Biden defends move not to punish Saudi crown prince over Khashoggi killing


President claims sanction for Mohammed bin Salman would have been diplomatically unprecedented but overstates US-Saudi ties

Mohammed bin Salman. Rights groups, Saudi dissidents and journalists have condemned the decision not to sanction the Saudi heir. Photograph: Bandar Algaloud/Reuters

The Guardian-Guardian staff and agencies

Joe Biden has defended his decision to waive any punishment for Saudi Arabia’s crown prince in the murder of a US-based journalist, claiming that acting against the Saudi royal would have been diplomatically unprecedented for the United States.

In an ABC News interview that aired on Wednesday, the US president discussed his administration’s decision to exempt Crown Prince Mohammed bin Salman from any penalties for the October 2018, killing of Jamal Khashoggi. Last month, the Biden administration released a declassified US intelligence report which concluded that the crown prince authorized the team of Saudi security and intelligence officials that killed Khashoggi.

“We held accountable all the people in that organization – but not the crown prince, because we have never, that I’m aware of … when we have an alliance with a country, gone to the acting head of state and punished that person and ostracized him,” Biden said in his first extended public comments on his administration’s decision.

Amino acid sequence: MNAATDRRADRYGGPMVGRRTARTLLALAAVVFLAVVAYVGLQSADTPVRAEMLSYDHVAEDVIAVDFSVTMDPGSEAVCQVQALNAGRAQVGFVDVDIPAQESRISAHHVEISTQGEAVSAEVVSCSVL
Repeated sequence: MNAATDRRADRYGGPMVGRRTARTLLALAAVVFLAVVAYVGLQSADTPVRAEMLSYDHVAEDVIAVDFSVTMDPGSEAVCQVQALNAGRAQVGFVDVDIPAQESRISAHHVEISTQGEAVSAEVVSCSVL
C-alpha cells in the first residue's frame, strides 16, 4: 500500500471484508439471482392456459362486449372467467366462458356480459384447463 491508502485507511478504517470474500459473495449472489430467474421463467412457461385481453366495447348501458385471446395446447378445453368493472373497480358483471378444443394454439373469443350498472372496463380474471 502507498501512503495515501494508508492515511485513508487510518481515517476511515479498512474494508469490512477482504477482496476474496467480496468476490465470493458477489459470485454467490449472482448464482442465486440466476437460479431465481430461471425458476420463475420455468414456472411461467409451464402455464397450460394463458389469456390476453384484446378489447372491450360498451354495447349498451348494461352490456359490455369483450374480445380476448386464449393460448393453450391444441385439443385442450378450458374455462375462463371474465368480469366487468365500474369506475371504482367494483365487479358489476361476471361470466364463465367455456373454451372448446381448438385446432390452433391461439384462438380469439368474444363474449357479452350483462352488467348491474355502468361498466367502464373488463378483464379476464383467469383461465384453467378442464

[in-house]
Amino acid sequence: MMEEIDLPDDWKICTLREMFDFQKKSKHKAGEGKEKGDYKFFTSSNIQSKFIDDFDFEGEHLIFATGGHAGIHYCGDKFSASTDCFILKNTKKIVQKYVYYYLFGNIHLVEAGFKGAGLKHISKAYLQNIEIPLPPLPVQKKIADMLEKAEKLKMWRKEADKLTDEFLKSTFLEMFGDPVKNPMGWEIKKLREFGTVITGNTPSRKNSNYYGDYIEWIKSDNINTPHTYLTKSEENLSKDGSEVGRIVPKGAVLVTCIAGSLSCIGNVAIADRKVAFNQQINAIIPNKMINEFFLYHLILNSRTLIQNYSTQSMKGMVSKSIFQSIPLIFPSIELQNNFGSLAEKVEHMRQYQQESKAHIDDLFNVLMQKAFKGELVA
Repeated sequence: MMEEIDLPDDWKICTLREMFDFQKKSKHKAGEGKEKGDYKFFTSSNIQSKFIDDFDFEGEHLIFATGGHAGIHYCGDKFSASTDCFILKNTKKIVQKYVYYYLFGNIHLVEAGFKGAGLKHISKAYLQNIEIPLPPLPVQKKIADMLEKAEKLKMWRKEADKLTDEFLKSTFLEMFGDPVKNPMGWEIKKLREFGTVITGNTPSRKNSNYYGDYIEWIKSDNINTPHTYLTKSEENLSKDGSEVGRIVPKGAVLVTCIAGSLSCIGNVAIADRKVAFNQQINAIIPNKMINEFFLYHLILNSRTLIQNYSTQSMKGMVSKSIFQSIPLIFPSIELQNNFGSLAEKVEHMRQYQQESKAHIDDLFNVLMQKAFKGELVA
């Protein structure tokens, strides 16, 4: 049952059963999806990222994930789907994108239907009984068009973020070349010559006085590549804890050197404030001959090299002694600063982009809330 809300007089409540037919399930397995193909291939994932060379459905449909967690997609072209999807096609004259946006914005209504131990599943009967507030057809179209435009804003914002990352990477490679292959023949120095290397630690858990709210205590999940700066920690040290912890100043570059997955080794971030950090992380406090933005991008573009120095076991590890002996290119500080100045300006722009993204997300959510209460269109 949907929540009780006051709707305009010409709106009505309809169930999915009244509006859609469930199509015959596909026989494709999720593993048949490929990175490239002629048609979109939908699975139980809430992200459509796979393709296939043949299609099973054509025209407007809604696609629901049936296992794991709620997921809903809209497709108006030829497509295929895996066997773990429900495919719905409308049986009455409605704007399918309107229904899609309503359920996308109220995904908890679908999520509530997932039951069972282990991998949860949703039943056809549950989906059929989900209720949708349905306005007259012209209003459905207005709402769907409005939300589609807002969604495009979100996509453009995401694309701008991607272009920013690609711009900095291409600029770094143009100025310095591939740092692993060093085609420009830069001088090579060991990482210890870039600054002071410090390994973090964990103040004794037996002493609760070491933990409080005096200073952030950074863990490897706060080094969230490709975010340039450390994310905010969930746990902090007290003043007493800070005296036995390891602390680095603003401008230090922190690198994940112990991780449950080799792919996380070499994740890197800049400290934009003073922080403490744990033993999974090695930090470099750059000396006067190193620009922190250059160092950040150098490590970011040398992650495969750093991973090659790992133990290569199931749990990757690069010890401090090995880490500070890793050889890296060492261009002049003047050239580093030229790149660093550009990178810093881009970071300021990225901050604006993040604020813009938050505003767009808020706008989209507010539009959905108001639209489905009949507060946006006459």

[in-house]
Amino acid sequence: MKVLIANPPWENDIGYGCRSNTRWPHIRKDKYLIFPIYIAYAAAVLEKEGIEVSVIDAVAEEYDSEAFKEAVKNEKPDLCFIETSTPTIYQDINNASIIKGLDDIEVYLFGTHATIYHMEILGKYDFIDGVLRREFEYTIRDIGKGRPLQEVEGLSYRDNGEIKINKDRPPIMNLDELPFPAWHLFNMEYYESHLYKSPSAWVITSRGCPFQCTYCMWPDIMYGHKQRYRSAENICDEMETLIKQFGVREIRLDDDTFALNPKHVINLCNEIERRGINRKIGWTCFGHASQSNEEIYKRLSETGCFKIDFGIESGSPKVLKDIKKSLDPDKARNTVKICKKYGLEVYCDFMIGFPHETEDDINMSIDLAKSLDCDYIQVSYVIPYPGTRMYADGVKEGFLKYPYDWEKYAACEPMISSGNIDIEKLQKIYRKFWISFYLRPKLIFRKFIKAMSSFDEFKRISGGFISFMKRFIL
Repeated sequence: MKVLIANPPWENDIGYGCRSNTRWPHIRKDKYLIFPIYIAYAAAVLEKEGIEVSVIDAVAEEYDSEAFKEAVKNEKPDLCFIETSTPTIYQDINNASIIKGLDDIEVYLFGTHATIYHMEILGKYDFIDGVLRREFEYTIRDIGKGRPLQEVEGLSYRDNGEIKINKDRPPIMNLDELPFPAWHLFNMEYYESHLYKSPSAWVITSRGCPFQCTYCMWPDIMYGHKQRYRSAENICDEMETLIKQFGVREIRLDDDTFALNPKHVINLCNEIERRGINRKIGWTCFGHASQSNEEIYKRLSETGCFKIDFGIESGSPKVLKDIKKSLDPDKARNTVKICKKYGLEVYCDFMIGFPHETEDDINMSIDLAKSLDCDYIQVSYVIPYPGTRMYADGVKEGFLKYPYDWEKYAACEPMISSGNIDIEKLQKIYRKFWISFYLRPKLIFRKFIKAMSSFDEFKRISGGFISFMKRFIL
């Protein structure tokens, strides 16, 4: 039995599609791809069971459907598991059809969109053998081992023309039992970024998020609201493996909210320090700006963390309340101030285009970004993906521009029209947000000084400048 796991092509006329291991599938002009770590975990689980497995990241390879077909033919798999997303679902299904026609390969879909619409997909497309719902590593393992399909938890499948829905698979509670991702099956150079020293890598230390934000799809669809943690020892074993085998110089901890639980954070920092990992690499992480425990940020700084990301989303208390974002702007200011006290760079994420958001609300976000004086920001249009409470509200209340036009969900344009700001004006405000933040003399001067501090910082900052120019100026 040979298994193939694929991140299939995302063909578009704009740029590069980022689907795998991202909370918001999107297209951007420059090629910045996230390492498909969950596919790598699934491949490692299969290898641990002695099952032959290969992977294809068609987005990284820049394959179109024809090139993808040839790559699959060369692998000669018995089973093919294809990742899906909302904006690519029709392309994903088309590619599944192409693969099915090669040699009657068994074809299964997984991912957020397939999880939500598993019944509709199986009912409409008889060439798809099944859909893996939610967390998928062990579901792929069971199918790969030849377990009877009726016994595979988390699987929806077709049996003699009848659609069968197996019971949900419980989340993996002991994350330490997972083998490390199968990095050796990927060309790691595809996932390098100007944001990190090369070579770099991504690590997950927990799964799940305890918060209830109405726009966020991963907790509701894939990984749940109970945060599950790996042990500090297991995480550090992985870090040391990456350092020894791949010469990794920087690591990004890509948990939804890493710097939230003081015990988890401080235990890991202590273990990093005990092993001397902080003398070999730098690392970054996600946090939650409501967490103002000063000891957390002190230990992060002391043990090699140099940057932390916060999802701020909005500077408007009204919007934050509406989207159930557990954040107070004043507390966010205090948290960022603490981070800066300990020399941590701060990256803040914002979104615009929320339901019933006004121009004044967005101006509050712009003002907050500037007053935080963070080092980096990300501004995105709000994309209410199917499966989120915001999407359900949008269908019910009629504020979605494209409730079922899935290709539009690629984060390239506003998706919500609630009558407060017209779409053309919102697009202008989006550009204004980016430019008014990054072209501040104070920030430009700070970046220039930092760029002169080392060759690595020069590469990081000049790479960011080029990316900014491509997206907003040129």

Biden overstated the US relationship with Saudi Arabia.

The United States has no treaty binding itself with Saudi Arabia, and the kingdom is not one of the Arab countries designated as a major non-Nato ally. The US often refers to the kingdom as a strategic partner because of its oil production, its status as a regional counterbalance to Iran and its counterterrorism cooperation.

The US recognizes that serving heads of state or governments should be granted immunity from prosecution under international law. But Prince Mohammed’s father, King Salman, remains the titular head of state of Saudi Arabia, and the US has never officially granted immunity to an “acting head of state.”

The Biden administration last month released the US intelligence report concluding the prince’s approval of the killing of Khashoggi, who at the time of his killing was living in the United States and writing critically for the Washington Post about the prince’s rights abuses as he consolidated power.

The US has imposed visa restrictions and penalties on the Saudi agents who killed and dismembered Khashoggi inside the Saudi Consulate in Istanbul.


Biden’s inaction against the prince was a turnabout from his campaign, when Biden spoke scathingly of the royal family and said he wanted to make Saudi Arabia a “pariah” for the killing and other abuses.

Rights groups, Saudi dissidents and journalists criticized the decision not to punish the crown prince, saying it signaled impunity for the royal and other authoritarian leaders in the future.

Biden noted that he had approved releasing the intelligence report and also said he had “made it clear” to Saudi Arabia’s aging king “that things were going to change.” King Salman, who is in his mid-80s, has allowed his son broad governing authority.



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